Most books on the subject treat business as war. Your competitors are your enemy. Beating them out of market share is your goal. If you can get them to go out of business completely, you’ve triumphed. I don’t share that view. And I’ll tell you why. War is a terrible, painful, and ultimately destructive endeavor. It’s what you do when you are too desperate, scared, or stupid to do anything better. Sometimes — maybe — war is inevitable. But even then, it’s wasteful. Business shouldn’t be wasteful. It should be productive. You begin with a need or desire. You create a product to service that need or satisfy that desire. In place of a void (the need or desire), products, services, and relationships are established. And jobs are created.
You can — if you like the martial metaphor — run your business as if you are fighting a war. You can see your market as a battleground. You can hate your competitor. You can try to beat him out of market share and rejoice if he goes out of business. But if he does, what have you won? A position in a market that has lost one of the agents that was making it grow. Here’s a better idea: Think of the marketplace as a place where you and others in your industry have a common goal: to grow the market itself by creating more value for the customers. Imagine a market where this idea dominates. How wonderful would that be? Work first to service your customers. Work second to satisfy yourself and your employees. Work third to help your competitors.
All three efforts result in the same good thing: an ever-expanding marketplace of interested, motivated, and satisfied customers. The next time you have the chance to interact with a competitor, try thinking of him as a sort of colleague — someone who, though working independently, is trying to do the same thing as you: increase the size of your market. Try to understand that if he succeeds, the market (your market) will get bigger and you will benefit from that. Exchange ideas with him. Wish him well. Give him help if you can afford to. That is how I look at business. And it has worked for me. Making money now — personally and corporately — is much, much easier than it was when I started. The reason for that, I think, is that I work in a market where my “competitors” and my “employees” and my “clients” are willing to cooperate with me. And the reason I get cooperation is because they know I’m there for them too.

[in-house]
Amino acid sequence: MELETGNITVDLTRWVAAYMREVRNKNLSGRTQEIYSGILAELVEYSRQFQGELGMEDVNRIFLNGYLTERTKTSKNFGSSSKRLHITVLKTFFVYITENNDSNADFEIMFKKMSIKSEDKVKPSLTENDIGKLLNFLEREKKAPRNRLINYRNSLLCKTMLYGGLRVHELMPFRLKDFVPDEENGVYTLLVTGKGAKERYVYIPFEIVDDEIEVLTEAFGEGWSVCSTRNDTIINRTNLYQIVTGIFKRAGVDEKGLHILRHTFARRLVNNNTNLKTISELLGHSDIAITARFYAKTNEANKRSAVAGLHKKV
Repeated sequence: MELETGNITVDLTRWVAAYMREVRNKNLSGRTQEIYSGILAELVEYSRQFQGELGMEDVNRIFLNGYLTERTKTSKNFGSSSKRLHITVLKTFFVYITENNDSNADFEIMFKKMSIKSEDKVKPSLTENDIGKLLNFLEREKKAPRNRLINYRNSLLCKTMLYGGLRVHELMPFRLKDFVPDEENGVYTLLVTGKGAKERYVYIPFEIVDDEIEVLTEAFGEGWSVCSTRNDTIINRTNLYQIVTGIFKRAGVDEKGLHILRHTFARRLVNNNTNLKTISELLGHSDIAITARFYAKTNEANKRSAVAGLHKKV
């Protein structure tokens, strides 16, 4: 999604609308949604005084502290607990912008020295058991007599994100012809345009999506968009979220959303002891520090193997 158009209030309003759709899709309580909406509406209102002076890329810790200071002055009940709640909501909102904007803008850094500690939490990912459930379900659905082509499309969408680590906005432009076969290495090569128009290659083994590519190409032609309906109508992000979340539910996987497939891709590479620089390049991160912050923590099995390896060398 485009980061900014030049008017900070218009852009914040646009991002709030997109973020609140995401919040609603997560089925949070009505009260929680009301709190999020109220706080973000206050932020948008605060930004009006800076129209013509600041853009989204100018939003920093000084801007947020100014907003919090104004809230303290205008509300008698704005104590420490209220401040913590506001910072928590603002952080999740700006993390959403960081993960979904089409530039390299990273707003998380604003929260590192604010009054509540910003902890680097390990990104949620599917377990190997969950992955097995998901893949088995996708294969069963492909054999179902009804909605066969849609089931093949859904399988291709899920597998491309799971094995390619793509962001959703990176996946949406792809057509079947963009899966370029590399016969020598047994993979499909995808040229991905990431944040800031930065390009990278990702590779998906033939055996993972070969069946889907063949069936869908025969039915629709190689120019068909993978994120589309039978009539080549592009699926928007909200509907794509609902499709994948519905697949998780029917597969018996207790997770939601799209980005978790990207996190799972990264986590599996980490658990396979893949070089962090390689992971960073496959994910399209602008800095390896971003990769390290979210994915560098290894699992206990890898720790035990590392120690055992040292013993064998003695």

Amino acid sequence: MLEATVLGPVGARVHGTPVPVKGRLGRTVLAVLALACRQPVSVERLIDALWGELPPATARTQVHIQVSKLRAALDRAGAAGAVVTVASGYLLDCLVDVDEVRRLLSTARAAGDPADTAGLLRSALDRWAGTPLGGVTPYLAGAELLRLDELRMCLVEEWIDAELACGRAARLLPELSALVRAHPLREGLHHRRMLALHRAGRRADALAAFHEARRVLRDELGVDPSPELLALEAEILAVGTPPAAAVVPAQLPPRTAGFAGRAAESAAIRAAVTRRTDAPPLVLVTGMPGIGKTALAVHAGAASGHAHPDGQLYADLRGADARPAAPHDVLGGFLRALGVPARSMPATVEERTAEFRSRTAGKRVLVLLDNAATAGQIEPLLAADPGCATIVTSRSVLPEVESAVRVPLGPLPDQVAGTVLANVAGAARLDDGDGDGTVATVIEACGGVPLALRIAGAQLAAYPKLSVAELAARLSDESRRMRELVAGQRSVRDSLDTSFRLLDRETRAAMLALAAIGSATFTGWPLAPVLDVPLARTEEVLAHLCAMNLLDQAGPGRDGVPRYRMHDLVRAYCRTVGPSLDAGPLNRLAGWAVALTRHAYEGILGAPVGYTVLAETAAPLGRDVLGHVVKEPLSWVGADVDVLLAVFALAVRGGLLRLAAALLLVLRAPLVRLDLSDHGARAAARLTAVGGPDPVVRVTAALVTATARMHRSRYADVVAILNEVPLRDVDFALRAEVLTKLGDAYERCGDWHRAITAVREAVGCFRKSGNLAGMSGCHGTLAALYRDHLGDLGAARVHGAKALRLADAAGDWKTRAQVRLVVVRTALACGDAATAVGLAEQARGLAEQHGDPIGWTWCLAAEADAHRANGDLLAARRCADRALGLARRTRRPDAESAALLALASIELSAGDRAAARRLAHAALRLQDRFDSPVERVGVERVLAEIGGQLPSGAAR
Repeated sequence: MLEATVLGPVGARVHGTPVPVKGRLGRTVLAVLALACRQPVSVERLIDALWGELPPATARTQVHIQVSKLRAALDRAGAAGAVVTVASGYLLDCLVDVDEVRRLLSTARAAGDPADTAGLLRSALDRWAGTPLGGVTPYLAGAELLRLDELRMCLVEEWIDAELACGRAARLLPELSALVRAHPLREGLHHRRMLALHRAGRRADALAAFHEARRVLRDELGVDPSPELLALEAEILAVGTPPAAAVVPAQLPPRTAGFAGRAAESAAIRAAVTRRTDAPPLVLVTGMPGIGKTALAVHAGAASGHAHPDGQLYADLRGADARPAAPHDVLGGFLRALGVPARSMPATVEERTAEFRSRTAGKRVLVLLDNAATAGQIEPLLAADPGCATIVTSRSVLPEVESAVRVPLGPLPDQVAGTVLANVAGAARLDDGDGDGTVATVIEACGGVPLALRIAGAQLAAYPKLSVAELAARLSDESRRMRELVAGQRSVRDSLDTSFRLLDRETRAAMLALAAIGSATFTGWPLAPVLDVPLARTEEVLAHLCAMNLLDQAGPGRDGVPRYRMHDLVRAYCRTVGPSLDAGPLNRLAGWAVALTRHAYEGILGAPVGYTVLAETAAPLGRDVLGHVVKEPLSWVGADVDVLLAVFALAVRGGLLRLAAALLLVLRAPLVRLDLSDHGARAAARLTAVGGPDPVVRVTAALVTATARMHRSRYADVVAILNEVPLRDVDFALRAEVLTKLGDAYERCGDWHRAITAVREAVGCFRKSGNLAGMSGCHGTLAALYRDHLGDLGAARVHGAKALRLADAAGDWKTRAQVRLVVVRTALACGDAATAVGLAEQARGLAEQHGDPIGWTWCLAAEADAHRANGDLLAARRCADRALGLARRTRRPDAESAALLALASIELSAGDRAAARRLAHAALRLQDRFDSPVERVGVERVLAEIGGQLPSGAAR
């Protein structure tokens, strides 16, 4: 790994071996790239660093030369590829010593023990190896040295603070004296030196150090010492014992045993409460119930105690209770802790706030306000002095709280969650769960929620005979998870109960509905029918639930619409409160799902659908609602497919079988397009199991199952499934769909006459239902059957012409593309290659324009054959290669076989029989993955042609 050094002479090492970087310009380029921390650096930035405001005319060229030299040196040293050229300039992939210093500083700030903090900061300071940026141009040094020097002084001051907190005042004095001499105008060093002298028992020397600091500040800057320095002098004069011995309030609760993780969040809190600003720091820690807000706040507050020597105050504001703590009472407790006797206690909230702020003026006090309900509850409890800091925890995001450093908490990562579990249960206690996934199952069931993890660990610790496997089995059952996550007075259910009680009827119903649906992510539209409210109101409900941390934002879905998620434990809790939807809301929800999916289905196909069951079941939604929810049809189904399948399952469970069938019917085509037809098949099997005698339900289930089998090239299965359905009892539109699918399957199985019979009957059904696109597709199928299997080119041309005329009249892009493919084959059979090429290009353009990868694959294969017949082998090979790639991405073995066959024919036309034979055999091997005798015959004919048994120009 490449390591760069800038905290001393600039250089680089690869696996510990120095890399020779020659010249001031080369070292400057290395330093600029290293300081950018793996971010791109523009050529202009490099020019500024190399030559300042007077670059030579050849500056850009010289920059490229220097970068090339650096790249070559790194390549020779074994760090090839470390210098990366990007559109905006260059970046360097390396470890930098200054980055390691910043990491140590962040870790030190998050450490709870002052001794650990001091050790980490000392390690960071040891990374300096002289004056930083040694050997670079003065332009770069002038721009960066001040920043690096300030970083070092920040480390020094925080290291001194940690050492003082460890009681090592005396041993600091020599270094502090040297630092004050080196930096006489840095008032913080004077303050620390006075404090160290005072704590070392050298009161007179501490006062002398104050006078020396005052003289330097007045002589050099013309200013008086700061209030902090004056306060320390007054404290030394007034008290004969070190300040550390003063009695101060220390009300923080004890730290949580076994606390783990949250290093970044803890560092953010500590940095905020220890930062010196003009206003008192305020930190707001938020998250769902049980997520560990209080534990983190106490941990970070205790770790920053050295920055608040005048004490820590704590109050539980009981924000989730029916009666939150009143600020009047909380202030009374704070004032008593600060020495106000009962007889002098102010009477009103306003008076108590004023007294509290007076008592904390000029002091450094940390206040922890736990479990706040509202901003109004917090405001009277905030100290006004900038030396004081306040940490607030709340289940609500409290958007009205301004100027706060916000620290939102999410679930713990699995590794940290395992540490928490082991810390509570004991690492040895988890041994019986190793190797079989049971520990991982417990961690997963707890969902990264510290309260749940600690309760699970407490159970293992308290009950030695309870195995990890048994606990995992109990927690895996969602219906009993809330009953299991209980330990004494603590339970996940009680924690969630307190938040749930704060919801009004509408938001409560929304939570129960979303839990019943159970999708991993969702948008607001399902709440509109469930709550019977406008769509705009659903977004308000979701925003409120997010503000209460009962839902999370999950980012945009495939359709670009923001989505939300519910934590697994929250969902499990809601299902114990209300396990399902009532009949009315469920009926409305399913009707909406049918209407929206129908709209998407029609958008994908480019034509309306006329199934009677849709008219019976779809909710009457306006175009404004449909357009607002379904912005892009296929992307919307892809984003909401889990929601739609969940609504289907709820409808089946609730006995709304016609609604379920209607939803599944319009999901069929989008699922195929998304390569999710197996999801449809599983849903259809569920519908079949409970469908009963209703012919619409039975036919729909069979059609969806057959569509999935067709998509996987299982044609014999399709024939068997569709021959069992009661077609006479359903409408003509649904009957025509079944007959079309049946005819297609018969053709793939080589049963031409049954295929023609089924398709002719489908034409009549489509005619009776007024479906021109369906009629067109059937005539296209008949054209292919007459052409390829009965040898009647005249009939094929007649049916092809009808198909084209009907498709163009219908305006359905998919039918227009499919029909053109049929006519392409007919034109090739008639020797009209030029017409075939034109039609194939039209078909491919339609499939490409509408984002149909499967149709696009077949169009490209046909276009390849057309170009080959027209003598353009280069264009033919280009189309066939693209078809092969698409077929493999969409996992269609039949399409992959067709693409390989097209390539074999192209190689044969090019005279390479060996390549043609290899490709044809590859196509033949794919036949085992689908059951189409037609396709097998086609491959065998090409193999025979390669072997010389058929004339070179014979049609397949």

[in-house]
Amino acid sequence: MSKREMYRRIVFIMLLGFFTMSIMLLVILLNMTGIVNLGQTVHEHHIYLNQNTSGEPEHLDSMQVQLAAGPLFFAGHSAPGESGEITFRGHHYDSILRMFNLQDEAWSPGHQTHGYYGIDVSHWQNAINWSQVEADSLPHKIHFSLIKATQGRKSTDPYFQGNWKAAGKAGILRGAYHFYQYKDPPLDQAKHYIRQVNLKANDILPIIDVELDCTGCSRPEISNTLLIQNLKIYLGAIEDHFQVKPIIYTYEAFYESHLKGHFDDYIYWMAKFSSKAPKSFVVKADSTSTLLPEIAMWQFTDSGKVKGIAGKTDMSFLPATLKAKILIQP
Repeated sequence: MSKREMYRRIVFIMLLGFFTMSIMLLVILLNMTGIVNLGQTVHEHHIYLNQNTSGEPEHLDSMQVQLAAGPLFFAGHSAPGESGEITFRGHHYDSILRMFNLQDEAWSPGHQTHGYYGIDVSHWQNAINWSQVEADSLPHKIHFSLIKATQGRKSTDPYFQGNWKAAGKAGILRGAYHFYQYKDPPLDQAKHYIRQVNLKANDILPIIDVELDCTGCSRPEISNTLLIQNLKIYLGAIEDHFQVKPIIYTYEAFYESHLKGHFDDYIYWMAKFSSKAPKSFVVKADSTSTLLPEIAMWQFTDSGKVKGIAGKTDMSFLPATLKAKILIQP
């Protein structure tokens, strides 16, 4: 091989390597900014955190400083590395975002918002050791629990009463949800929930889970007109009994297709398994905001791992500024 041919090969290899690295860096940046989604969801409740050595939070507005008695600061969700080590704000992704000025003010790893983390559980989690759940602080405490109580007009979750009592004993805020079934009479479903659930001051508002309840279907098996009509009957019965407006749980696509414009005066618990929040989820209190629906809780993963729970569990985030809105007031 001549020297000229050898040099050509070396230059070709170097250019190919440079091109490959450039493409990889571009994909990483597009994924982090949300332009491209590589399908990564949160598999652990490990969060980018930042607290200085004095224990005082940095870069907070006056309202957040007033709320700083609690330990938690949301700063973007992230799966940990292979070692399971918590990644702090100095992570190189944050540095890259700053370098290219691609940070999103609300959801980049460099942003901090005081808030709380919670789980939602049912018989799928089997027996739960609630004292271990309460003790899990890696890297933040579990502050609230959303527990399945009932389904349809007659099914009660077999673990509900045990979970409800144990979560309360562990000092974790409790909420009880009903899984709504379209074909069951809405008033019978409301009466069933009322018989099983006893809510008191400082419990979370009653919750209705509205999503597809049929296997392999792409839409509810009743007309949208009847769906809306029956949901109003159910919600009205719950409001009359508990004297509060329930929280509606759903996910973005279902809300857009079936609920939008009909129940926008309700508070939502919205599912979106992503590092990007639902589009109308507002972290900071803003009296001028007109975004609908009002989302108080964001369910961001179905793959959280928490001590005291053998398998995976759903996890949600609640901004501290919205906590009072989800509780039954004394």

I was reminded of this issue last night. I decided to have dinner not at 32E, the restaurant my friend BS owns, but at SH, the restaurant next door. RG, SH’s owner, told me that he was selling his business to BS. He had been struggling to make it work but was giving up. “Why, RG?” I asked him. “He was there when I needed him,” RG said. “I knew he was a good guy. And a fair one. I knew that the price he’d offered would be a fair one.” “So you didn’t even bid it out?” “Nope.” I asked him how BS had helped him out. He said that over the two-year period SH was open, BS would stop by occasionally and chat. RG could see that BS was much more successful than he, and so he’d ask him questions. “At first, I was timid about asking,” said RG. “But BS was so happy to help me. It made it easy to keep asking.
He gave me good advice about everything: pricing, advertising, even the menu. He gave me names of vendors that brought down my costs. And he even tried to help me borrow some money once. “It really helped. I got myself out of the hole I’d dug. But after going through that, I realized I wasn’t cut out for the restaurant business. So I called BS and asked him if he wanted to buy me out.” Apparently, they struck some kind of deal that included some cash up front and a back-end payoff for RG. That is obviously just the kind of deal BS would want.
Next month, there will be a new restaurant on the avenue and two businessmen will have profited from it. Worry about how to make better products and create stronger marketing efforts. My focus is on competing with myself. Can I grow sales by 10% this year? Can I increase profits? In the short run, fighting with other people in the industry may garner you a few extra sales, but over the long haul you’ll do better by trying to be cooperative and helpful.[Ed. Note. Mark Morgan Ford was the creator of Early To Rise. In 2011, Mark retired from ETR and now writes the Palm Beach Letter. His advice, in our opinion, continues to get better and better with every essay, particularly in the controversial ones we have shared today. We encourage you to read everything you can that has been written by Mark.]